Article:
Spring Field Conditions Remain Favorable

Published on May 5, 2020 by Peter Isaacson

 

April 7th, 2020 - Peas being planted on a Peoples Company managed farm in Warren Co., IA

 

After a long, wet, drawn out fall, Midwest operators hit the ground running and have wasted no time preparing for, and planting the 2020 crop.

Weather the past two springs has been less than ideal, with 2019 precipitation events resulting in mass flooding, late planted crops, and fields completely prevent planted all together. Couple that with the fall of 2019 where some fields were left standing until late December or even early 2020 due to excessive precipitation, farm operators have put weather considerations at the top of their priority list moving into this spring.

Fortunately, things are moving right along, with some of the best planting and field conditions seen in the upper Midwest for almost four years. Due to the wet fall, many farmers were left with fall fieldwork untouched such as anhydrous ammonia application, tillage, and farm improvement projects. This spring has allowed farmers to get those tasks completed and move onto planting preparations and planting itself.

Iowa: According to the USDA’s Iowa Crop Progress & Conditions report released every Monday beginning April 6th, 2020 and ending November 30th, 2020, planting is clipping right along, and well ahead of the Iowa five-year average to boot.

For the week ending May 3rd, USDA reported 78% of Iowa’s Corn planted, 46% of Iowa’s Soybeans planted, and 94% of Iowa’s Oats planted. That comes out to 46% more Corn planted, 39% more Soybeans, and 14% more Oats when compared to May 3rd of 2019. Districts with the most Corn and Soybeans planted include Northwest, North Central, and Central Iowa.

Additionally, 85% of the State rated subsoil moisture levels as adequate with only 5% of acres reported as having surplus subsoil moisture. In the spring of 2019, only 66% of acres were reported as having adequate subsoil moisture with over 32% of acres reported as having a surplus of subsoil moisture, leaving operators out of the fields, and waiting to get acres planted. Days suitable for fieldwork have also been higher in 2020 when compared to 2019, with approximately 3.3 more days suitable for the week ending May 3rd, 2020. While that number does not seem like a lot, modern farm equipment can cover a large number of acres in a 24-hour period and when applied to the entire state, planting can move quickly.

Delta: Peoples Company land managers also oversee assets in the Delta region of Southeast Arkansas, where conditions are less favorable when compared to the Midwest. Fieldwork and planting are off to a slower start, with frequent rains and saturated soils delaying progress. As of May 3rd, only 68% of Arkansas’s corn crop is in the ground, 20% of soybeans, 48% of rice, 22% of peanuts, and 11% of cotton, all well below five-year averages for planting. Although behind, planting progress for multiple crops jumped 20% from the Arkansas Crop Progress report released April 27th, 2020, with better weather yet to come.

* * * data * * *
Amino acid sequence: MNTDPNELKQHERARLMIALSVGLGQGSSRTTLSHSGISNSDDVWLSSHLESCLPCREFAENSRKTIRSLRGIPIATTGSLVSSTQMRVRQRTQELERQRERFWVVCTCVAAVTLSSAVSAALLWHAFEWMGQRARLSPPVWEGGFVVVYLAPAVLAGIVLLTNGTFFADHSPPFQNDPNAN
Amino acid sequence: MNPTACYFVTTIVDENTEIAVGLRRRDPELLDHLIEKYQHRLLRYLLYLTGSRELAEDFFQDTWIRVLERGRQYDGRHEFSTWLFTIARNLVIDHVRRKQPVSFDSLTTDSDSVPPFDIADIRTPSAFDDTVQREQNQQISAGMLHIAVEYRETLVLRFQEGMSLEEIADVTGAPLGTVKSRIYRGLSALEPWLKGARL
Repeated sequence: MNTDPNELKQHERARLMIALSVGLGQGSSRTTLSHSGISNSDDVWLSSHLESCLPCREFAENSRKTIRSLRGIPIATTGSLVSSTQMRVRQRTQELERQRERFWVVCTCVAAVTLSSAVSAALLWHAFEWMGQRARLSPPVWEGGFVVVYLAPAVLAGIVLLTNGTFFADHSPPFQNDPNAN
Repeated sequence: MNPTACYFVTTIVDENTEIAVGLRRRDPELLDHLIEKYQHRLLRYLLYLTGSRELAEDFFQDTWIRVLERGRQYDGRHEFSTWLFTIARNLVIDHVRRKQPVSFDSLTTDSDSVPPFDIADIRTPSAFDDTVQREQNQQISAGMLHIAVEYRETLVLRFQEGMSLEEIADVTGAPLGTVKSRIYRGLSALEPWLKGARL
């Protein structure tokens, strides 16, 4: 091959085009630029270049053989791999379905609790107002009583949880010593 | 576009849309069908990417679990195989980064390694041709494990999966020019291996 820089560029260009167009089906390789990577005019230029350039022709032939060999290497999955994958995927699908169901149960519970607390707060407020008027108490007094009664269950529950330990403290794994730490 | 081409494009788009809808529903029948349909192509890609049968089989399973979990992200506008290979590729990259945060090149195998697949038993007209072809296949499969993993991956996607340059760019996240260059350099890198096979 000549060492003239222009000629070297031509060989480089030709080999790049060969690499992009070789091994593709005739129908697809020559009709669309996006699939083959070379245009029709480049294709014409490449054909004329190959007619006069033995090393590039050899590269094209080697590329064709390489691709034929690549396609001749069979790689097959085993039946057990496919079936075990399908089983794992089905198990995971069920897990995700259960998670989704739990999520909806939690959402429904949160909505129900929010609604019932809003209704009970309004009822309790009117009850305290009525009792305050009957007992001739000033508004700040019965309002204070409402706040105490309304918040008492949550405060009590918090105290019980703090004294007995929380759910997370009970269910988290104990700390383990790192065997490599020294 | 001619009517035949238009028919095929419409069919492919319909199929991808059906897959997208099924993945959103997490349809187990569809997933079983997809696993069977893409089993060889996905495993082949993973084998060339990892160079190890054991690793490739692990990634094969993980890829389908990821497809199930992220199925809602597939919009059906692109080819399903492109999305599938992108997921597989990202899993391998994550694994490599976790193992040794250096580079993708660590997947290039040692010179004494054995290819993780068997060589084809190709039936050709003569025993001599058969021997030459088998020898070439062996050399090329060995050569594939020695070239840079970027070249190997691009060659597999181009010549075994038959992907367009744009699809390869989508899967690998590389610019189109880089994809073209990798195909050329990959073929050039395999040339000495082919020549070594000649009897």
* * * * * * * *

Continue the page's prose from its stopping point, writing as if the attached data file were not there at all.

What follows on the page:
Pacific Northwest: Conditions in the Pacific Northwest remain favorable for fieldwork with warm, dry conditions seen throughout Oregon, Idaho, and Washington. For the week ending May 3rd, 2020, there were over six days suitable for fieldwork between the three states. Topsoil moisture and subsoil moisture levels range from adequate to short, with Washington and Oregon seeing the driest conditions. Planting progress for all crops is nearing complete and well ahead of last year, as well as the five-year average. Planting for most crops in the Pacific Northwest should be wrapping up in the next several weeks, and winter wheat harvest will be only several weeks away.

Farmers have taken a proactive approach to spring field work and knocking out acres as quickly as they can when weather allows. A broad majority of the country has seen favorable spring conditions compared to last year, with the exception of several areas facing excessive moisture. The upper Corn Belt had an early start, and early planting dates can mean later-season corn and soybean varieties that can often equate to more yield at harvest.

Spring fieldwork will continue for several more weeks, and then attention will shift to summer weather and crop progress. As of now, the summer weather outlook looks cooler and favorable for much of the upper Midwest, with adequate rainfall to support the growing crops.